In 1931, Koulomzin married Nikita Koulomzin, a trained engineer whom she had known since their childhood in Russia. In 1933 they welcomed their first child, Elizabeth. Koulomzin continued to operate the summer camp program that year, infant daughter in arms; however, with the arrival of fall, the funding for her work evaporated in the wake of the Depression that had taken hold in the United States. Secretarial and translation work replaced her church work over the next several years as their family grew and they sustained the care of various relatives. Another daughter, Olga, arrived in 1934, and a third, Xenia in 1939.

What followed thereafter was approximately six years of war and occupation in France. Out of initial confusion and hurried preparation came ineffective resistance, bombing, surrender, and the persecution of the Jews. Divided loyalties surged through the émigré community as they wrestled with whether to support Germany against the Soviets. Throughout, Koulomzin and her husband followed employment and adequate lodging wherever they could find them, often enduring extended separations from one another and their children in order to keep the family (which included several elderly relatives) afloat. Koulomzin found herself forced to accept work as a translator for the German occupation forces for a time. Acquiring adequate fuel and food under the restrictions of war and occupation was a constant challenge. Barter and Nikita's creative engineering solutions for their homes filled the gaps left by inadequate income and lack of supplies. In 1943, the family left Paris and relocated to the village of La Séguiniere where, in a primitive cottage without electricity, plumbing, a stove or a toilet, they lived out the rest of the war in the company of their devout Roman Catholic neighbors. It was here that their final child, George, was born in 1944 and baptized by a visiting Orthodox priest.

Upon returning to Paris in 1945, the Koulomzins settled into more steady employment and the rebuilding of their family life and their children's health, supported by care packages from friends in the United States. Soon the World Council of Churches and the YMCA sponsored a part-time position for someone to work to meet the needs of the Russian Orthodox community in France; once again, the position was granted to Koulomzin. The result was the publication of a number of books, carefully designed to meet the needs of Orthodox children living in a post-World War Two Western world. Koulomzin felt the books "set a new standard for Russian religious educational books as regards language, objectivity, closeness to life" and prepared her for her "future activity in the United States on a much larger scale" (1980, p. 264).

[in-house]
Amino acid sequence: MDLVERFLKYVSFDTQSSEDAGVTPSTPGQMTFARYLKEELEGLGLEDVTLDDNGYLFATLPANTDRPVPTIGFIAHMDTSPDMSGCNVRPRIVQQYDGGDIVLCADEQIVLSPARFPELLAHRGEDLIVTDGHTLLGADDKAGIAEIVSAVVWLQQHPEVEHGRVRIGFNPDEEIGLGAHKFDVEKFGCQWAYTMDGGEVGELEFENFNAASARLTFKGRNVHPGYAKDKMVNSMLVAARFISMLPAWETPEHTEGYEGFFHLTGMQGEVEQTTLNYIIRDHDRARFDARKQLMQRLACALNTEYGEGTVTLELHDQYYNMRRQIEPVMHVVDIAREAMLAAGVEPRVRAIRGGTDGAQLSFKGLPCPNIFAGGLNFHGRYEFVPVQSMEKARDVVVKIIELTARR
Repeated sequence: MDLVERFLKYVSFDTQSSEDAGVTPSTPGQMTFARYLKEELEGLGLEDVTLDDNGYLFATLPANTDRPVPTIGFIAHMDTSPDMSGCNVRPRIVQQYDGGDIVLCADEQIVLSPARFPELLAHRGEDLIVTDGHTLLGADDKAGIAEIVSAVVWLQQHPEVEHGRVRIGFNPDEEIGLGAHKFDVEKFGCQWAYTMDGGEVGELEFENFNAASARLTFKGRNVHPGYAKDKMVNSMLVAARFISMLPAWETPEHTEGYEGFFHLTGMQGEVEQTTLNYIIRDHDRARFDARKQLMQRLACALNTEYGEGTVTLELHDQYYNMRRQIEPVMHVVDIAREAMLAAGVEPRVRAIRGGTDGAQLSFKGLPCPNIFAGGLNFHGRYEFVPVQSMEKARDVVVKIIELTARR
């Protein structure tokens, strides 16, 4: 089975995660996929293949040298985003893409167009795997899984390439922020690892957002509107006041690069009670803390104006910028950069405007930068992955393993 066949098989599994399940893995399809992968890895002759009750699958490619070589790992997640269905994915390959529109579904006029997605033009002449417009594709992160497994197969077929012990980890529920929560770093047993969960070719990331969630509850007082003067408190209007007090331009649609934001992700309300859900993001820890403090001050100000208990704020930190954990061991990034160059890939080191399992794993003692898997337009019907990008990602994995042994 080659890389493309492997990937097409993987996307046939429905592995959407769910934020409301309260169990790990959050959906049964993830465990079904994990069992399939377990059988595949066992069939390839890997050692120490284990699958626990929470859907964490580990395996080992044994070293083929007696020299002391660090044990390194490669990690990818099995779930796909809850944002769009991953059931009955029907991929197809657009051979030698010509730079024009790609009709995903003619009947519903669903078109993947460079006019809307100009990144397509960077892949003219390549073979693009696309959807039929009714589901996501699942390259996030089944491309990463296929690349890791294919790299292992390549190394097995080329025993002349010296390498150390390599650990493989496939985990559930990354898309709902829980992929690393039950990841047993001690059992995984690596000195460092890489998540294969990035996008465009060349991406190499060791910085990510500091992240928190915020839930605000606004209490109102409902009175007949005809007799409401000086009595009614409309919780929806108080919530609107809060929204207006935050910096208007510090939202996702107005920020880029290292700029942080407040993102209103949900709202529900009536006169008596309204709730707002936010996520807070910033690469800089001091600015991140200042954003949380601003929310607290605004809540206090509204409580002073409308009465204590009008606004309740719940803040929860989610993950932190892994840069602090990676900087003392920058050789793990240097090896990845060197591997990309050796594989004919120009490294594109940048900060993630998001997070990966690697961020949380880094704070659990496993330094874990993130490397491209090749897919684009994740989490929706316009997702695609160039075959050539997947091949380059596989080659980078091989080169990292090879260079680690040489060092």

Despite steady improvement in the situation in France, Koulomzin and her husband decided, with much prayer and consultation, to immigrate to the United States. Return to Russia, long hoped for, now seemed impossible and their place in French society tentative. Thus, in 1948 they sailed for New York and were received and settled into the Russian émigré community in and around Nyack, NY, with the help of the Tolstoy Foundation and old YMCA acquaintances. Steady employment emerged for them both, if with the challenge of continuing separation and difficult commutes. Eventually Koulomzin found a secretarial position with the National Council of Churches that allowed her a four day work week, leaving an entire day free for writing. By now she had been welcomed as a member of the Sunday School Committee of the Russian Orthodox Church in America and the free time was well spent translating into English some of the books she had helped publish in Paris.

While Koulomzin taught and worshipped in the Nyack parish under the Russian Church in Exile (now Russian Orthodox Church Outside Russia/Moscow Patriarchate), she gradually found herself drawn into the life of the Russian Orthodox Greek Catholic Church of North America, commonly referred to as the Metropolia (now Orthodox Church in America). This Orthodox body, made up of parishes established in earlier, more diverse waves of immigration, was made up of clergy and laity largely cut off from the struggles of the newer immigrants. Establishing Orthodox identity, especially via religious education, was a chief challenge for the Metropolia. By the 1950s, multiple generations of members had assimilated into American society, youth felt increasingly alienated by services in a language they could not understand (Slavonic) and the Protestant Sunday School model that had been adopted in parishes clashed with liturgical life in distressing ways.